Picture Ohio! – Biggest Tree in the Buckeye State!

American Sycamore, Near Jeromesville, Wayne County, Ohio
American Sycamore, Near Jeromesville, Ashland County, Ohio

The photograph above shows the largest American Sycamore in Ohio. It’s also the National Champion, bigger than any other sycamore in the United States. This behemoth measures more than 48 feet around its base, and its largest single trunk is over 35 feet in circumference. The tree stands 129 feet tall and its average crown spread is 105 feet, giving a total of 577 points, more than any other tree in the Buckeye State. Its closest rival in Ohio is the giant Eastern Cottonwood in Delaware County, with 540 points, that I described about a year ago in another blog article. Here’s the link:    http://ianadamsphotography.com/2011/03/

Even with a very wide-angle lens, you need to stand some distance from this sycamore to be able to include the entire tree in a photograph, and the image above only hints at the huge scale of the tree. In order to truly appreciate the tree’s enormous dimensions, I needed to take a photograph with something that would provide a reference from a size viewpoint. With this in mind, I set my Sony A850 on a tripod, activated the self-timer, and sprinted over to the tree as fast as my mid-sixties body could cover the distance.

American Sycamore and photographer, Jeromesville, Ohio
American Sycamore and photographer, Jeromesville, Ohio

I stand around 5 feet 11 inches and top the scales (to my chagrin) at about 240 pounds, yet I take on the dimensions of an insect when compared to this monumental tree. The large cavity in the base of the trunk next to the out-of-breath photographer has enough space for a dozen people to fit inside.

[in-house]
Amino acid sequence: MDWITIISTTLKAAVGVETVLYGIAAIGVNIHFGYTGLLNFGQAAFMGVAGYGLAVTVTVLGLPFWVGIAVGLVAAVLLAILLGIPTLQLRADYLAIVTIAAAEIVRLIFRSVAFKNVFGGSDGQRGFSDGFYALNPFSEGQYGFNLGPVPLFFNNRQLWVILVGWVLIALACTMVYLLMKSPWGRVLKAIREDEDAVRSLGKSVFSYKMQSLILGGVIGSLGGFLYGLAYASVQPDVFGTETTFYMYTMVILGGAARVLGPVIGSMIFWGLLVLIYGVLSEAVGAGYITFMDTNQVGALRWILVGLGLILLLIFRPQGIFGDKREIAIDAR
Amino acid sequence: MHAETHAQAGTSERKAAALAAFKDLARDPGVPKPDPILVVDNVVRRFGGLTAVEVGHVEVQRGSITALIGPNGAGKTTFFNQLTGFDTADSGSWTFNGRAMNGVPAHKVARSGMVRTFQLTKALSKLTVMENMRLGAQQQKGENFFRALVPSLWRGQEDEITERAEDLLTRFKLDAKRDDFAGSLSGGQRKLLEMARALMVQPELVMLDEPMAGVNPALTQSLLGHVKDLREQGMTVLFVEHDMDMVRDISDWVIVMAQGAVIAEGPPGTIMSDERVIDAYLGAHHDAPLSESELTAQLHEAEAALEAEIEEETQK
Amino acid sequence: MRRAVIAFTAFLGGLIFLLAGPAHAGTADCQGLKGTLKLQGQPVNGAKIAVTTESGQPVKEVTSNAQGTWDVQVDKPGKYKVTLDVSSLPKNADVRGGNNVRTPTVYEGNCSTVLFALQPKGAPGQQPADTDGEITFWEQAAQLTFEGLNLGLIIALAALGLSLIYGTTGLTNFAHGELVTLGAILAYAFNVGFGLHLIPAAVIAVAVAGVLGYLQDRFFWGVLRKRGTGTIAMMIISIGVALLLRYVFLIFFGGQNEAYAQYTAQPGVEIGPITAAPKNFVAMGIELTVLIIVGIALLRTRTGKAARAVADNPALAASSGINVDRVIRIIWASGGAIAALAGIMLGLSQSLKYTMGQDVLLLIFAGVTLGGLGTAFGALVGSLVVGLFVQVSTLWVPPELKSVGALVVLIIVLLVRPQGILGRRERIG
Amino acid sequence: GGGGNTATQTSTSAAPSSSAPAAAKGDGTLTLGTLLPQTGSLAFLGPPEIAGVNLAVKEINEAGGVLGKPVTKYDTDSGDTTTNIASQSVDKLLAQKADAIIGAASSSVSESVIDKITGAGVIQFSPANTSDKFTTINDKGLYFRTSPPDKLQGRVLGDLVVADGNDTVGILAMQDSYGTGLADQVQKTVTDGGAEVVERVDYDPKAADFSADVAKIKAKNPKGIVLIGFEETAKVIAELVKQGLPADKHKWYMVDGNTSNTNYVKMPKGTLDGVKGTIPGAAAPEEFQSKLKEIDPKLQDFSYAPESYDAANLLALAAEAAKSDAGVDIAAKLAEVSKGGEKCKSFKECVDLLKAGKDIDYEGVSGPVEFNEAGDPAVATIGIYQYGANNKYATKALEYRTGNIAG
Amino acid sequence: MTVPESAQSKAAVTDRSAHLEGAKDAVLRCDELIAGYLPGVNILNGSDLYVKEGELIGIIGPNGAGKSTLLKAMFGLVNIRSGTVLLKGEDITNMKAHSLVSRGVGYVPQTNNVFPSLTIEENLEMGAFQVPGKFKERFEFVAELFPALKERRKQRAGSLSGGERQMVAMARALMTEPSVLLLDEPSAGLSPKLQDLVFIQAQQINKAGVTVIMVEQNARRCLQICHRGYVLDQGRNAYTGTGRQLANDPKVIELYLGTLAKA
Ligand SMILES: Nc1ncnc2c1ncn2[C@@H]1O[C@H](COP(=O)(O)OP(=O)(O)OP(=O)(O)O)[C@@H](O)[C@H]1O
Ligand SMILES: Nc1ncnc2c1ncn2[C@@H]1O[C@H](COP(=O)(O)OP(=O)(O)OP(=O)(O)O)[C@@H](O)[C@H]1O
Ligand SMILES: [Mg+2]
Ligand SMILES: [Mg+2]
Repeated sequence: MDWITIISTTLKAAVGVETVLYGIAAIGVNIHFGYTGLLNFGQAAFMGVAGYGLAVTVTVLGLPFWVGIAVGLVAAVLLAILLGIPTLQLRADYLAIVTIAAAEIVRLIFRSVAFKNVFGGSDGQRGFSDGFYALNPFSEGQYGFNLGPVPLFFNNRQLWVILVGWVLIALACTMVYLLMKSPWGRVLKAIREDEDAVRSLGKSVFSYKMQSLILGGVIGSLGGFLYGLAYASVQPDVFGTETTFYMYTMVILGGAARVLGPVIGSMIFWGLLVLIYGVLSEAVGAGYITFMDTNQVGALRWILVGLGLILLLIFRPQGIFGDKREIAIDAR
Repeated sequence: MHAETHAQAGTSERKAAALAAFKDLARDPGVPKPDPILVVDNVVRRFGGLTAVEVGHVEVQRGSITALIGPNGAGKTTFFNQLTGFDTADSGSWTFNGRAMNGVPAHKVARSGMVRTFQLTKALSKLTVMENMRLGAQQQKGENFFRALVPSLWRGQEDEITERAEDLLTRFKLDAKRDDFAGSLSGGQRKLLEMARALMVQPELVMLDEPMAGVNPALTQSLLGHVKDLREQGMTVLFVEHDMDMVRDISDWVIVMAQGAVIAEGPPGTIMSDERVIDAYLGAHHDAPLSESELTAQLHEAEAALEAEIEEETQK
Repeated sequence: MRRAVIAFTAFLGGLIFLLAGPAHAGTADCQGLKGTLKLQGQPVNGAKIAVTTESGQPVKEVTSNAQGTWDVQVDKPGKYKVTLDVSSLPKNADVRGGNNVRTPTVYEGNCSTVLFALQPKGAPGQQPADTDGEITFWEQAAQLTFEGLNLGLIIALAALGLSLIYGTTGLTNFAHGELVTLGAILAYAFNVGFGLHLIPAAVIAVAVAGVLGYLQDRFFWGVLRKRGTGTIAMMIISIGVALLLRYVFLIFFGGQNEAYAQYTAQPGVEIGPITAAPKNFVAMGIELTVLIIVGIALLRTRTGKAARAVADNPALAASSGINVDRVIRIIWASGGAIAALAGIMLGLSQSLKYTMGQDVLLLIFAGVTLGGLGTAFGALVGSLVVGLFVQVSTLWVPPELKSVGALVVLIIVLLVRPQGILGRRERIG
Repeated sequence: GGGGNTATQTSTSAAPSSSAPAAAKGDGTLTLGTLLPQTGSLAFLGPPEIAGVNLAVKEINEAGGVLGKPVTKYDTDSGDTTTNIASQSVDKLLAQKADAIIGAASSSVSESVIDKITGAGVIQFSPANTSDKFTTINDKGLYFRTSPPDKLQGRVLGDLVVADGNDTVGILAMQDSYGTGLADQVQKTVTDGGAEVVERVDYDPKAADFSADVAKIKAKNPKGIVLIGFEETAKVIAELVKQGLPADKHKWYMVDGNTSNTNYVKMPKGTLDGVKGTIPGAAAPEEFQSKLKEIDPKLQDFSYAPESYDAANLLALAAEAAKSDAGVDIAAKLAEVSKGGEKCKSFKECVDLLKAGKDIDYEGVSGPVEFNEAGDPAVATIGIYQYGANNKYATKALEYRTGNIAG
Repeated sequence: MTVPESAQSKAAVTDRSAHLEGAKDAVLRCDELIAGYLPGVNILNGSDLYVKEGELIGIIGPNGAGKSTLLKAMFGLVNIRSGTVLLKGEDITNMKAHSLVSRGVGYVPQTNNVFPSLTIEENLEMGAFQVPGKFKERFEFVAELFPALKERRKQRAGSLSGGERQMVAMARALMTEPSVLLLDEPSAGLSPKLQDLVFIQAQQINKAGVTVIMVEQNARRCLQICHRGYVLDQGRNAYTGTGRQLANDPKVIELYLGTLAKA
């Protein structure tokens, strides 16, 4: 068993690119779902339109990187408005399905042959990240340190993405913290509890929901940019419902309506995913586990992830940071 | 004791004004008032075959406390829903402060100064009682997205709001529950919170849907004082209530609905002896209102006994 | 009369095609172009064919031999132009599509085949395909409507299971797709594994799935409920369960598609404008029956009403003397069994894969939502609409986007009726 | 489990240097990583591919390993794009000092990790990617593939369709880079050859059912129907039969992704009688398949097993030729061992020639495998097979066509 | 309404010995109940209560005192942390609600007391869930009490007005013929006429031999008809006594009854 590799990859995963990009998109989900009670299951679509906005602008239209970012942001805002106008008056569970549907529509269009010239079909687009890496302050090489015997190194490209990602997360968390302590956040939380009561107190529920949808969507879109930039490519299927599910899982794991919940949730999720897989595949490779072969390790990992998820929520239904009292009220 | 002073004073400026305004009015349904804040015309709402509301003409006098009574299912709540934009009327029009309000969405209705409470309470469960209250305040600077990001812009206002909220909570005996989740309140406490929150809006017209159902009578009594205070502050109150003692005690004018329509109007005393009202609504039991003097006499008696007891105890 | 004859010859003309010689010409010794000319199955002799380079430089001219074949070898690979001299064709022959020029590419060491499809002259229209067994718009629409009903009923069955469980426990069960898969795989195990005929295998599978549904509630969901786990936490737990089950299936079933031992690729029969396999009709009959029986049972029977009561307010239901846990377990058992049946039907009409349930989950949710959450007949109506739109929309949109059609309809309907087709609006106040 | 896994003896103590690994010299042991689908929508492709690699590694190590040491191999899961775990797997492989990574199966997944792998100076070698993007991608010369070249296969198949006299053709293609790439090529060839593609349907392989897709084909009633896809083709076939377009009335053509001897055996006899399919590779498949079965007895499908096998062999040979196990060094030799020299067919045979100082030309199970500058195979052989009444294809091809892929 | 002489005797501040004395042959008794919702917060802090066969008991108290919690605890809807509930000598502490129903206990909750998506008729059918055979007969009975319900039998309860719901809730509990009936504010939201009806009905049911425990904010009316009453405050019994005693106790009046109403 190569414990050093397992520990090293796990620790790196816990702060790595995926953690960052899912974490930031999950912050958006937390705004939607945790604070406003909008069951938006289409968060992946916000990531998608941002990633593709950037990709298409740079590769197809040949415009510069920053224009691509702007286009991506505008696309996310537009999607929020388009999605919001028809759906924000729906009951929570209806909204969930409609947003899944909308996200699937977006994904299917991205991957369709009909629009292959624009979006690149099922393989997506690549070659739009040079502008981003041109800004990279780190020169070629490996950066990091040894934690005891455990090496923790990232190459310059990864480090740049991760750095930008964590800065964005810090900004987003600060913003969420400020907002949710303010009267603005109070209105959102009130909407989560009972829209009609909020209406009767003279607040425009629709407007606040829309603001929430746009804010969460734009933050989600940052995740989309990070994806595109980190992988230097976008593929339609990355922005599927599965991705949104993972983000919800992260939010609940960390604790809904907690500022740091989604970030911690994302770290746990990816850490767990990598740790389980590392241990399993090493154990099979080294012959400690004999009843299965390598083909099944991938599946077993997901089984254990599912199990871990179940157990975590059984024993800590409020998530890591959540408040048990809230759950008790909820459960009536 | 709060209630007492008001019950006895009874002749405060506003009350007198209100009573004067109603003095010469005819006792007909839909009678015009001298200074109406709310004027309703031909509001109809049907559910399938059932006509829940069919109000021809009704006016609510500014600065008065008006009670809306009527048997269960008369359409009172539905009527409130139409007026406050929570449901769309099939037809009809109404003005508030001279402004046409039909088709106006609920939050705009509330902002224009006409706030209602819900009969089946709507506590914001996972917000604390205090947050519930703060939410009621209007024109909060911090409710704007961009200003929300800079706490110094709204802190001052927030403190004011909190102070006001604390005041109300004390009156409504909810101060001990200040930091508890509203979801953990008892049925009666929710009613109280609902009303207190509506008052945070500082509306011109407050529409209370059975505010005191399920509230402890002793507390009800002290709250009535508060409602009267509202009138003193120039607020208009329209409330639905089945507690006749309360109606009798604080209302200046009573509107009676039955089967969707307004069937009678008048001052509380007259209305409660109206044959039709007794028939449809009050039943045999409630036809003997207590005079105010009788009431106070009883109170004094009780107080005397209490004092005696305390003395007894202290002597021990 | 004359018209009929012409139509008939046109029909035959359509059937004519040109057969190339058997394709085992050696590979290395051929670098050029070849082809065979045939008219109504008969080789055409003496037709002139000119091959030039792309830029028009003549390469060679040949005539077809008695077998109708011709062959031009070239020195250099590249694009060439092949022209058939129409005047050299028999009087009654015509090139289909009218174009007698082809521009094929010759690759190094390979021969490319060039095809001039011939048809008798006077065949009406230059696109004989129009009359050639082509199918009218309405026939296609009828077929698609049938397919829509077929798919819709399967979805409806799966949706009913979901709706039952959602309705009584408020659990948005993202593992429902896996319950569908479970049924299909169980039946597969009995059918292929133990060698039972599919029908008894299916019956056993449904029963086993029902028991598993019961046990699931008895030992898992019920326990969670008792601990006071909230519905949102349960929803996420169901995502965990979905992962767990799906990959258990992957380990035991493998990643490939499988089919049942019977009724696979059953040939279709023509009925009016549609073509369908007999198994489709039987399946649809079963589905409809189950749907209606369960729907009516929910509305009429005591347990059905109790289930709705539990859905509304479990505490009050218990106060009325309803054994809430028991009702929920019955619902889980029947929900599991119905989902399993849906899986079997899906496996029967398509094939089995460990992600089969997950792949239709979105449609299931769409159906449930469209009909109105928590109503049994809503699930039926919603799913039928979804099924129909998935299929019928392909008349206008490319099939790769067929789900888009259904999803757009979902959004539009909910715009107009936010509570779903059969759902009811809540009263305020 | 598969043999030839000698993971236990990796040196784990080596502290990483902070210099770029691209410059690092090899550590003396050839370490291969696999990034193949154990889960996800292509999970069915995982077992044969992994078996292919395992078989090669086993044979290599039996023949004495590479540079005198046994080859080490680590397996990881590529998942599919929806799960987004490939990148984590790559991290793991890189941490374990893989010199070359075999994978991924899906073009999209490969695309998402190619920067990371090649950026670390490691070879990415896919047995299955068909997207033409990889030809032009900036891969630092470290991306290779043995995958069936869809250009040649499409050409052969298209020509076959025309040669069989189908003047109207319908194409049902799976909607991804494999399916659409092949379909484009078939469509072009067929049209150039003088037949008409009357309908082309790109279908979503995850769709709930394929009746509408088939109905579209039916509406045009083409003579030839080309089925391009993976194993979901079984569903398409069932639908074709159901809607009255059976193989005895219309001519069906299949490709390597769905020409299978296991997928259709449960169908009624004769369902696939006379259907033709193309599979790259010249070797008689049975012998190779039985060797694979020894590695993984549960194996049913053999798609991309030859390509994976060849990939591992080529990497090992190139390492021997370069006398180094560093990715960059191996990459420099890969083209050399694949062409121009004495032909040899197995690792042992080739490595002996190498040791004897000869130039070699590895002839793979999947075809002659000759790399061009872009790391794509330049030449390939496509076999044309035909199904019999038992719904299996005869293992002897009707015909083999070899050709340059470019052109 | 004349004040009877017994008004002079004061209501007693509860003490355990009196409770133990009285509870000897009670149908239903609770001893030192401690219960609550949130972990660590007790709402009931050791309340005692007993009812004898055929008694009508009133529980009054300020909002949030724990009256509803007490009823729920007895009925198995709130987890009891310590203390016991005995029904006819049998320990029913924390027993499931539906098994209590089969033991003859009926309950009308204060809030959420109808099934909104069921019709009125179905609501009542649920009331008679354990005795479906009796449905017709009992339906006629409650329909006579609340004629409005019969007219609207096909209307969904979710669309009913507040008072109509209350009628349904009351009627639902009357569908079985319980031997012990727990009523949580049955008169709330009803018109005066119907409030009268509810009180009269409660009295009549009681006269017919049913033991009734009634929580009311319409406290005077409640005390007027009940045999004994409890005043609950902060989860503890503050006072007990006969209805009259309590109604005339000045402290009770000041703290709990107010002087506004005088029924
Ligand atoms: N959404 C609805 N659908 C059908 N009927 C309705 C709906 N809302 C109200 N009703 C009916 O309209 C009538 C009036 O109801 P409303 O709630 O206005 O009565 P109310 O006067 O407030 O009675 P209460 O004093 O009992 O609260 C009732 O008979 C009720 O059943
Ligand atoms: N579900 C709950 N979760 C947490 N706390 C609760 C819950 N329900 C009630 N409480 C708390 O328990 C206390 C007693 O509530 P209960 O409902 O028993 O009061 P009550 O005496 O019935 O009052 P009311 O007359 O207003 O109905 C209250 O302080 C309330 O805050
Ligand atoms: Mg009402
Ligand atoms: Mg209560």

Ohio forester and big tree expert Brian Riley has compared these two majestic trees in an article, “Tree Talk with Brian Riley”, published in the Fall, 2010 issue of The Ohio Woodland Journal. The American Sycamore in Wayne County is several hundred years old, and Riley estimates that the Delaware County Eastern Cottonwood is 150-200 years in age. One of these two giants is without question the largest living thing in the Buckeye State.

As a photographer, I found the American Sycamore to be much more challenging to photograph. The Eastern Cottonwood is very accessible and makes a great image from virtually any viewpoint around its huge, almost symmetrical, trunk. The sprawling multiple trunks of the American Sycamore are hard to photograph from any angle. Sycamore foliage is not very attractive, but the light gray and white trunks and upper branches contrast well with a blue sky in winter.

The American Sycamore stands near a creek in a privately owned woodland south of Jeromesville, near the intersection of SR 30 and SR 89. The new owners have indicated that the woodland is NOT open to the public and trespassers will be prosecuted.     


This Post Has 19 Comments

  1. Looks great! The American Sycamore Tree is my favorite. How can i see it? Thank you, Michael. Do you know of other large Sycamore trees in Ohio?

  2. I am a International Society of Arboriculture certified Arborist and am currently in the process of climbing the top 20 state champion trees of Ohio. This is an attempt to both showcase the trees themselves, but also to interview people whose land the tree sits on in order to get a better feel for the history as well as what the tree means to different individuals. I have had a little trouble finding information to contact William Noogle, the individual who owns the land, or Mr. and Mrs. Latimer, the individuals who nominated the tree. I was hoping that you might be able to help with contacting those people. Thanks for any help and I look forward to a reply.

    Tim Ascher


  4. Hello.
    How exciting to see “Our Tree” or, “The Tree” as the subject of your blog. For as far back as I can remember, the tree, which is located at our family farm, has always been a fascinating piece of nature. My grandfather, William Noggle, has resided in Canton, Oh for the majority of his life; however, he was born and raised in Jeromesville. As a family, we tried to visit the farm and the tree once a year—we have many pictures of us (similar to yours, Ian) of us nestled into the giant’s branches. I can even recall one year receiving our cousins’ traditional, yearly Christmas portrait. It was the four of them sitting in the tree on a gorgeous fall afternoon!